This post is not music related, but rather geared toward technology. Recently out of work and consumed by boredom, I find myself with copious amounts of free time on my hands. My therapist said I should consider dating again, so I decided to try this Tinder app that the kids are raving about. After 48 hours using the app, I’ve decided that it is the single most effective way to destroy one’s self confidence. Basically, for those of you who don’t know, the app provides users with pictures of men or women within their proximity also looking for a social connection. Users are given the option to judge the person, based on looks and a description that consists of a character limit that guarantees learning virtually nothing about them.
One can swipe left if they are not interested, right if they are, and the app matches users based on the option both parties have chosen. In the event that both chose the “like” option, the app will denote a match. They can then message each other in hopes of forming some semblance of a real-life connection. Although I have not spent an overwhelming amount of time using the app, combined with the fact that I am pickier than is probably warranted, in a very short time, Tinder has made me feel like the ugliest person on planet earth.
It isn’t so much that I expect every woman I find attractive to feel the same about me. However, the fact that “likes” and “dislikes” are based almost solely on looks, Tinder can be a digital ego shatterer. Tinder is also a sad representation of what our culture has become as well as an exercise in being shallow. Do you remember the old website Hot Or Not? It’s pretty much the same thing with a less flagrant name. Tinder is simply a reinforcement of how our culture has strayed from valuing social interaction, and is also great way for socially awkward individuals to develop a vanity complex.
Online dating is a well-known cesspool of awkward comments in getting from point A to point B, in which often the only basis for conversation is a mutual “hey, you’re not totally hideous” agreement. With all the horror stories I have heard from the online dating world (even from those lucky enough to be contacted by members of the opposite sex), it is near impossible to place any faith in the system. But Tinder might even be worse than other sites. Instead of sending cheese ball remarks to attractive women in hopes of not being shot down in flames, users are enticed to sift though an ocean of people that simply do not find them attractive. On dating sites, one can pretend that their profile is not visible enough; that people are simply unaware of their striking good looks and rapier wit. On Tinder, an absence of responses is much more crushing since the user knows that every person they’ve seen has also seen them. There’s no more blaming the gods of Web stumbling for lack of interest-it’s you.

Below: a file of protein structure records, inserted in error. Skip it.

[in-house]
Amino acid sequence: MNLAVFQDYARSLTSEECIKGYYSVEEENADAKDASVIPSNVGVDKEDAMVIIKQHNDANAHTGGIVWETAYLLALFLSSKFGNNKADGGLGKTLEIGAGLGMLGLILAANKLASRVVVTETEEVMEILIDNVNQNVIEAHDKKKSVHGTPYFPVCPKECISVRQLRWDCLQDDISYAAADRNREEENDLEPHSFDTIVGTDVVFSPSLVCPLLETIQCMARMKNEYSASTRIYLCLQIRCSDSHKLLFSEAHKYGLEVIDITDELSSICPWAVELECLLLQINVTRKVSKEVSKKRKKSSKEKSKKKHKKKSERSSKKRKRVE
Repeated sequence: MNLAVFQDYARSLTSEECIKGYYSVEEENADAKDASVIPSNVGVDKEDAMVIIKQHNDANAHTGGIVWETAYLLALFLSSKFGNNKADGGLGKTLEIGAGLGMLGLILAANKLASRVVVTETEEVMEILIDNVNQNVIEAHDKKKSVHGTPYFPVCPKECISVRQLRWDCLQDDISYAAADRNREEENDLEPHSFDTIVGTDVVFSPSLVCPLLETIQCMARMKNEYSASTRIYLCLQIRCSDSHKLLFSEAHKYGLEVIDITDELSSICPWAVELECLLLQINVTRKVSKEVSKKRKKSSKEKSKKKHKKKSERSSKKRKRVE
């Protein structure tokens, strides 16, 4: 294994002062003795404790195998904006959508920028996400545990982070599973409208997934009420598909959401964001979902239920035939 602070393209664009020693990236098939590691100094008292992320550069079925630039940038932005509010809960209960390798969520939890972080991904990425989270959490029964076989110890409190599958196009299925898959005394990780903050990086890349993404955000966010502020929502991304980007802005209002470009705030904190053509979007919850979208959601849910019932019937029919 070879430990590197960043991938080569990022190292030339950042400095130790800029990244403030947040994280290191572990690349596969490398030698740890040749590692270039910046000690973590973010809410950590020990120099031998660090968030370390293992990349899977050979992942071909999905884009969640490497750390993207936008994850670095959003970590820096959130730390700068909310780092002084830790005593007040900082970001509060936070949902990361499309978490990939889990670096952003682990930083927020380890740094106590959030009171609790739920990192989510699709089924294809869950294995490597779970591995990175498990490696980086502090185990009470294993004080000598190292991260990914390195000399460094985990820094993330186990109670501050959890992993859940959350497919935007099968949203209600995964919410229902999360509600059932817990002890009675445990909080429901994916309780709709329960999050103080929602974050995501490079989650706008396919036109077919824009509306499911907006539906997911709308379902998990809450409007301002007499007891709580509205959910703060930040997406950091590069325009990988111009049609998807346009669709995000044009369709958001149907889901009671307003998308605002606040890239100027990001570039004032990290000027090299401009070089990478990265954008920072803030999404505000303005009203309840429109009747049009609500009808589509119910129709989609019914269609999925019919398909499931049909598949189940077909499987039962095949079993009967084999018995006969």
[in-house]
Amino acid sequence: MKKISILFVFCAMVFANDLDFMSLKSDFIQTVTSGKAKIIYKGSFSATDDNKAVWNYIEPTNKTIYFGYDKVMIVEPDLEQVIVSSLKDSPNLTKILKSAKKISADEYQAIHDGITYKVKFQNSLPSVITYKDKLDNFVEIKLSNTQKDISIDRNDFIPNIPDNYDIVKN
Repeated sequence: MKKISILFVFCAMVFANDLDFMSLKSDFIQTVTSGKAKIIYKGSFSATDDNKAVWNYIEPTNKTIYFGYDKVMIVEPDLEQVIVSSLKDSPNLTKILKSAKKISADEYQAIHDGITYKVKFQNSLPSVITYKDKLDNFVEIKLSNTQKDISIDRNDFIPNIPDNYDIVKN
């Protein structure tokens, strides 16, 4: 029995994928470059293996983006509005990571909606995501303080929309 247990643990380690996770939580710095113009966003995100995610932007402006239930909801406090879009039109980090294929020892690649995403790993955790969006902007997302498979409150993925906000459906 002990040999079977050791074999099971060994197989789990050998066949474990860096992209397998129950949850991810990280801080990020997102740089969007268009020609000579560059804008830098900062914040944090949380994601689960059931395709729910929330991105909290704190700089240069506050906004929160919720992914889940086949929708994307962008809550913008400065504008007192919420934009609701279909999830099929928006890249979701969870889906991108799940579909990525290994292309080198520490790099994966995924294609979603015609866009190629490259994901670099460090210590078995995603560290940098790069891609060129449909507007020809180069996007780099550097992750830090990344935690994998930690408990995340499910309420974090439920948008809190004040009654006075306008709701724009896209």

Perhaps my thoughts are a product of not having put the time in needed to succeed on Tinder, but after this trial run, I can’t imagine the app leading to any sort of meaningful relationship. I’m sure people that take great selfies have fun seeing all of the people that find them attractive, but for someone looking for a break from the arduous game of dating, it’s not much better. You’re probably better off Googling how to talk to members of the opposite sex. Or researching wasps.